Ovid begins his Metamorphoses, “My soul would speak of bodies changed into new forms,” and it is the great theme of physical transformation that unites the poem’s many myths: humans becomes animals and plants, and vice versa; humans becomes stones and constellations; and humans change their sex. No poem from antiquity has so influenced Western European literature and art. Chaucer, Shakespeare, Milton, and Dante creatively raided Ovid’s tales of transformation and terror, as did the artists Titian, Brueghel, and Bernini. The Metamorphoses present a compendium of Greek and Roman mythology, with heroes and heroines of prior myths transforming from figures of divine power to figures of aesthetic play, provocation, political charge, and critique. What sort of poem is the Metamorphoses: epic, tragedy, universal history? How does it compare to its Greek forebears—and why, arguably even more so than Homer, has it proven so massively influential?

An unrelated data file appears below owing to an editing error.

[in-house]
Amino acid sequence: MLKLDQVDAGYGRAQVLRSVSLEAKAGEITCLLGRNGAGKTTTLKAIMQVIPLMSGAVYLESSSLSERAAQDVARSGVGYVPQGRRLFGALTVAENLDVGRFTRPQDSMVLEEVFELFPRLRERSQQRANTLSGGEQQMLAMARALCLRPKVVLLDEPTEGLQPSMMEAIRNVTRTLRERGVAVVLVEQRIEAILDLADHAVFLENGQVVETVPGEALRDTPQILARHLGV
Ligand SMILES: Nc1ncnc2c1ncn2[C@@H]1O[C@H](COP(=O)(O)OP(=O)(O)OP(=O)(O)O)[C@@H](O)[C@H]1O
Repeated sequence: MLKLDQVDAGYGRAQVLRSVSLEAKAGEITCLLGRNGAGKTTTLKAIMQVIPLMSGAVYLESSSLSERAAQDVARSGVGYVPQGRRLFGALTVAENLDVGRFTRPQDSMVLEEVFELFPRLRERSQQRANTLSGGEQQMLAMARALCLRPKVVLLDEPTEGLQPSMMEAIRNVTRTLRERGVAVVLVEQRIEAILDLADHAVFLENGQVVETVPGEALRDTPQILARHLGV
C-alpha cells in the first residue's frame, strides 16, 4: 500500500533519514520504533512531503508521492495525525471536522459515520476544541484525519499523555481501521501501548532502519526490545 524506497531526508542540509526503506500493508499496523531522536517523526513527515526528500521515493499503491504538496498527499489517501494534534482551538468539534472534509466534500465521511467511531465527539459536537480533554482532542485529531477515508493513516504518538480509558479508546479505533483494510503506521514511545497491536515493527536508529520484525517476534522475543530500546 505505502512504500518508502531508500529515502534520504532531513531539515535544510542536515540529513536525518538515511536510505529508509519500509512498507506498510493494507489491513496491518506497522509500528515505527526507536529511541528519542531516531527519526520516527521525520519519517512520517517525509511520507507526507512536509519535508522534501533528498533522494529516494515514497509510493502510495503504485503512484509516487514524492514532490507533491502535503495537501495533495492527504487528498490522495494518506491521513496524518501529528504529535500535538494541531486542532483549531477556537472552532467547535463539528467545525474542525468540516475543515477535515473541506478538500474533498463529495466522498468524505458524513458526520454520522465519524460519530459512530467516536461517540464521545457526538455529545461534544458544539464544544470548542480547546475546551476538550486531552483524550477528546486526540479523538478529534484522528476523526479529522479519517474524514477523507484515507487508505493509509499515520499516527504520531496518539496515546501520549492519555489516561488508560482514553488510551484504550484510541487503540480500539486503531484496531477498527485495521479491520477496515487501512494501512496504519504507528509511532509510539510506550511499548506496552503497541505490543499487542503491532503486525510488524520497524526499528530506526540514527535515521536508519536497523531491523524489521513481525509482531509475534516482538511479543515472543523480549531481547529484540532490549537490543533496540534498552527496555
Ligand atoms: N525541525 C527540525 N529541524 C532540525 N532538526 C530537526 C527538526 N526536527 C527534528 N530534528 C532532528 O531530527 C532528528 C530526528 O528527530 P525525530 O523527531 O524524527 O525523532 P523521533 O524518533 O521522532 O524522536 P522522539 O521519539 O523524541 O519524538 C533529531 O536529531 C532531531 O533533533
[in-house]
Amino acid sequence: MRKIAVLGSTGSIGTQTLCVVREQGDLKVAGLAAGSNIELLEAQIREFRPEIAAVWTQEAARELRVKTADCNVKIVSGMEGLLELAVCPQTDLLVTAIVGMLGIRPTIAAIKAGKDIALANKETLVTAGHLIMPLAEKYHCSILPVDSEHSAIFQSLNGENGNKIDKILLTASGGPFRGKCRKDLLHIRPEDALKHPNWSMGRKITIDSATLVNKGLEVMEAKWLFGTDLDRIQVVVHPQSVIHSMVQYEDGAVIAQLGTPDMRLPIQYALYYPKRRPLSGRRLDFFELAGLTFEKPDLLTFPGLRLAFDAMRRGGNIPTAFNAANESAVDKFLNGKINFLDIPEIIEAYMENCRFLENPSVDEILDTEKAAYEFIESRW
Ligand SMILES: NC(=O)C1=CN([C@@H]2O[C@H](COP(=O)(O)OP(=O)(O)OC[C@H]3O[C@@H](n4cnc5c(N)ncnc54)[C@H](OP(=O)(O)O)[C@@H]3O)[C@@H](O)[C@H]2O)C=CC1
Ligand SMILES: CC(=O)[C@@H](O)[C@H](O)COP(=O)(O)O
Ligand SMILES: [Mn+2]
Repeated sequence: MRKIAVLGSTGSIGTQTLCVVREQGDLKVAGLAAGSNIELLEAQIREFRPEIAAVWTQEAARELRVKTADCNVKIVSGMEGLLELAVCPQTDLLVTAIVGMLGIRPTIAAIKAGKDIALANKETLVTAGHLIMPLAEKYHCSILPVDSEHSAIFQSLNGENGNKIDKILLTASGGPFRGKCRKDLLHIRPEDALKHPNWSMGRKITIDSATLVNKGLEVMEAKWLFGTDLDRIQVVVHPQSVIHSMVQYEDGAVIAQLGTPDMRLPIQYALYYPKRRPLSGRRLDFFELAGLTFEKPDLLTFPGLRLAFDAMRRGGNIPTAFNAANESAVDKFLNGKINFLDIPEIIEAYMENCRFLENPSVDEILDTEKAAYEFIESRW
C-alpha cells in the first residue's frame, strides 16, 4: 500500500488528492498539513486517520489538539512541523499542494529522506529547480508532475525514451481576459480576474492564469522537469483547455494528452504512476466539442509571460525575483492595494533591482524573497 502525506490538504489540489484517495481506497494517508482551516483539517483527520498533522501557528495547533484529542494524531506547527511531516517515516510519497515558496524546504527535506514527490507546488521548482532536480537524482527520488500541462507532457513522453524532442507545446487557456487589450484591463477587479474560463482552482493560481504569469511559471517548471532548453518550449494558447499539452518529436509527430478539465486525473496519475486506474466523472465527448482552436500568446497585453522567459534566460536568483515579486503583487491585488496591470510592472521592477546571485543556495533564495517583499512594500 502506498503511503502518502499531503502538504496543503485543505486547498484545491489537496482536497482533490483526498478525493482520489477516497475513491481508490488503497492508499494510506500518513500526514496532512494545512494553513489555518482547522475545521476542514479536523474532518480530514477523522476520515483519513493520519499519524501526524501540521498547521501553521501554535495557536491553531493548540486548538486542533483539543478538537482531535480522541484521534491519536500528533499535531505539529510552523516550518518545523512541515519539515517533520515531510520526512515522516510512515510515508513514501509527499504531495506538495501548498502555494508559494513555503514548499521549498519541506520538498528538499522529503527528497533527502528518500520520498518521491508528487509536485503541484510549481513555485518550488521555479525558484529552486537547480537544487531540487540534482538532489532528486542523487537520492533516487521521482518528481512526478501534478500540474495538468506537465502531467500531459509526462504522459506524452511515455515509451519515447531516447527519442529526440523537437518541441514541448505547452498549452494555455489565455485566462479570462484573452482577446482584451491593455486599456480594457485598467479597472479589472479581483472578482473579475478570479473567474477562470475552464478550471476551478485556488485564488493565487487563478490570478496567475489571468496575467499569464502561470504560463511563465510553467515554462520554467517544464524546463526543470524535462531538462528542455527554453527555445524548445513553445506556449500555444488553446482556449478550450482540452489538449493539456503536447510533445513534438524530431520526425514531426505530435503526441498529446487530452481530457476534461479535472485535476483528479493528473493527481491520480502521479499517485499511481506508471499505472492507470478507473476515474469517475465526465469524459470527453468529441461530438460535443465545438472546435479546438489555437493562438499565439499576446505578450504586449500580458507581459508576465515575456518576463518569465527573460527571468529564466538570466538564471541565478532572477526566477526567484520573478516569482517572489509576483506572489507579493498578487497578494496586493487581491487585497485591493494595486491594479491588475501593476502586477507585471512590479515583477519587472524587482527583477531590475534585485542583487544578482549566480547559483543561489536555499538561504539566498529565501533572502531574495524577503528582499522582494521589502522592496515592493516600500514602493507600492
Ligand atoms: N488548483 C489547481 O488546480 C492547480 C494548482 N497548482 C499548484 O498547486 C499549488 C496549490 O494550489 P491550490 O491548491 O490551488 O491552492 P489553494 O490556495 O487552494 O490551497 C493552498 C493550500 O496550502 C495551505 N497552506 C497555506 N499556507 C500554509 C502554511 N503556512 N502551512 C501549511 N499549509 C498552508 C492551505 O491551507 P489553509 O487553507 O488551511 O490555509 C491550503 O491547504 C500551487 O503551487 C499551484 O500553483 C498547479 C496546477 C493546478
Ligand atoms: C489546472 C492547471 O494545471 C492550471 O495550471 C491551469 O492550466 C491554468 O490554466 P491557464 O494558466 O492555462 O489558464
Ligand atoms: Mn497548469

In this class, we will read the whole of the Metamorphoses (as translated by Allen Mandlebaum), considering, as we go, their treatments of love and violence, of desire, horror, and the uncanny, and of the permeable boundaries between animals, humans, and gods. We’ll discuss the work’s influence, legacy, and contemporary meanings. And, we’ll ask after the political force of a poem about the mutability of all things. How might the transformations of the Metamorphoses present an oppositional voice to absolute power (and even to divinity) and to Rome’s claims of imperium sine fine—”empire without end”?
Course ScheduleTuesday, 6:30-9:30pm EST
April 07 — May 05, 2020
4 sessions over 5 weeks
Class will not meet Tuesday, April 21st.